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A Handbook of the Boer War

Vaalkrantz standing between Doorn Kop and the Twin Peaks


daylight on February 6, the situation was favourable to the Boers. Botha had arrived and had taken over the command from Prinsloo. The heavy gun sent from Ladysmith had been mounted on Doom Kop, which was now held by reinforcements under L. Meyer; other good positions east of Vaalkrantz had been strengthened; and some of the guns on the Brakfontein position had been moved round. Vaalkrantz standing between Doorn Kop and the Twin Peaks, was shelled simultaneously from the left front, and the right rear, as well as from Green Hill;[28] it seemed as if Spion Kop were about to be repeated.

Buller opened on Green Hill with artillery, and on the hill north of the main hill of Vaalkrantz, in the hope of making the North Hill assailable. In view of a retirement, a pontoon bridge was, at Lyttelton's request, thrown across the river under the main ridge. He discouraged a proposal made by Buller to attack the North Hill by a force creeping along the foot of the westward slope of Vaalkrantz, covered by fire from the ridge.

Buller was now stalemated. The artillery fire had not cleared the way to the North Hill, and Lyttelton was unable to move on it, but he said that he could hold on for the rest of the day if no more artillery were brought to bear on him from the S.E.

Finally Buller determined to shift the responsibility. He reported the capture of Vaalkrantz to Lord Roberts, and in effect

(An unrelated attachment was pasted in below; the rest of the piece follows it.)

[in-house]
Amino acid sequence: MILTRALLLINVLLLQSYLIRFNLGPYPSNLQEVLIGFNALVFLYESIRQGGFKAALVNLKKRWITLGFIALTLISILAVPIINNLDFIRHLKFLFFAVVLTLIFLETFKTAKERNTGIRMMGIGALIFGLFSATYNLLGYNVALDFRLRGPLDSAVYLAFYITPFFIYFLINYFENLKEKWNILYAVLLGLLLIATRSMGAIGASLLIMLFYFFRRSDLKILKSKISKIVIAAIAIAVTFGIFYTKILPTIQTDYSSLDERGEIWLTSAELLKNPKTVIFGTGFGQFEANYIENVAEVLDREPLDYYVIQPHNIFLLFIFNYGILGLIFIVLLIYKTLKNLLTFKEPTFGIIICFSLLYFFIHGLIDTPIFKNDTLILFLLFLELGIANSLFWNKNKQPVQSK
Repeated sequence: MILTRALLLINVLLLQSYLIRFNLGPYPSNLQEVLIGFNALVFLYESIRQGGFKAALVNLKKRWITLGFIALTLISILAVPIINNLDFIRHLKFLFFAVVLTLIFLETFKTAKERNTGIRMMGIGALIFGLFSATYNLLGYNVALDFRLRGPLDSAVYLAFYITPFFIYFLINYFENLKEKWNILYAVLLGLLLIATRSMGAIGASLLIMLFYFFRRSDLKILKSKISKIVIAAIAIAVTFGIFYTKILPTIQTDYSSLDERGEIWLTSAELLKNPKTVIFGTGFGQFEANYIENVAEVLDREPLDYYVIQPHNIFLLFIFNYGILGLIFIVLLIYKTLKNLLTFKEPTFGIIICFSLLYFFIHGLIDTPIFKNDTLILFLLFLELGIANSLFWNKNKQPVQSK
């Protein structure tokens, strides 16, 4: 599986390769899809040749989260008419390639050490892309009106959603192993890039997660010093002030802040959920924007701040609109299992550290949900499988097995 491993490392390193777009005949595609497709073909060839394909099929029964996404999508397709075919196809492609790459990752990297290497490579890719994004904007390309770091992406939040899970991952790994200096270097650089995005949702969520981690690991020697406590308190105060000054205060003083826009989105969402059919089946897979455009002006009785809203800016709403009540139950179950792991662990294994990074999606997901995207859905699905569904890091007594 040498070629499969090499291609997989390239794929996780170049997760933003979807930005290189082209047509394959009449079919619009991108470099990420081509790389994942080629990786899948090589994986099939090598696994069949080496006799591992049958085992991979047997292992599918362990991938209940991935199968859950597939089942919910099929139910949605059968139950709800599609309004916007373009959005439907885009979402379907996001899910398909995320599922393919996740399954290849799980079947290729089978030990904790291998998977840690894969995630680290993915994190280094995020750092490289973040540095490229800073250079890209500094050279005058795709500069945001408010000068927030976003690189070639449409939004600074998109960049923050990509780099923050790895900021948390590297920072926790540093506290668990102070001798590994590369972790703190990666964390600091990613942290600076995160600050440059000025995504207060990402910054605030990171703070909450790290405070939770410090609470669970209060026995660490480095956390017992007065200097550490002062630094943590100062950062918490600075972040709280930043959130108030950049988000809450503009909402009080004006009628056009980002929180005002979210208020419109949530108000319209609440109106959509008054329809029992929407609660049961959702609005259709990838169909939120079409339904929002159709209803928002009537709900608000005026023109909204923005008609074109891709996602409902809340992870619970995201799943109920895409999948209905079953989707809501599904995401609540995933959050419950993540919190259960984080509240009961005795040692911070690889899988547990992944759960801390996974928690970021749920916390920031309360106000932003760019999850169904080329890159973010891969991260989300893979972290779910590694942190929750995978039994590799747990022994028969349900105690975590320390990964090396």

asked what he should do with the white elephant. To carry out his plan would "cost from 2,000 to 3,000 men," and he was "not confident of success." Was Ladysmith worth it? Yes, replied Lord Roberts without hesitation, Ladysmith was worth it and it must be done.

In the evening Lyttelton, having thwarted an attempt by the enemy to recover Vaalkrantz, was relieved by Hildyard. On the following afternoon, Buller, in spite of Lord Roberts' message, made up his mind to withdraw. Further reconnaissances had shown that the North Hill, even if taken, could hardly be held. A council of war was summoned, at which, as might have been anticipated, Hart alone was for persevering, and at which Warren again put forward the scheme rejected by Buller at Frere, but now gladly adopted by him, of advancing on Ladysmith by way of Hlangwhane.

Orders were issued for the withdrawal of the force from Vaalkrantz during the night. It was skilfully carried out, and Buller was once more ferrying his men across the Tugela, having for the third time failed to reach Ladysmith.

On February 8 the Army was retracing its steps on the road by which four weeks before it had marched from Springfield to Potgieter's Drift; and on the 11th it was concentrated at Chieveley, from which eight weeks before it had been thrown at the Colenso heights. All the Tugela operations had been conducted in a rarified medium. Want of determination, want of system, the absence of maps, the lack of a sufficient staff, were responsible for two months of misadventure. Buller, like the Boers, was easily discouraged by failure, but unlike them was unable to quicken himself readily for a renewed effort. He lost confidence in himself, and then in his subordinates. Like a nervous child, he opened the door of a dark chamber, but was afraid to enter. The terror of the unknown drove him back in a panic. When his plans, which were usually well thought out, miscarried, he became peevish, and scarcely made an attempt to reconstruct them. Only an Army of which the backbone was the stolid, unimaginative Englishman of the lower classes, and which believed that its leader was doing his best, could have remained undemoralized by the campaign on the Tugela.

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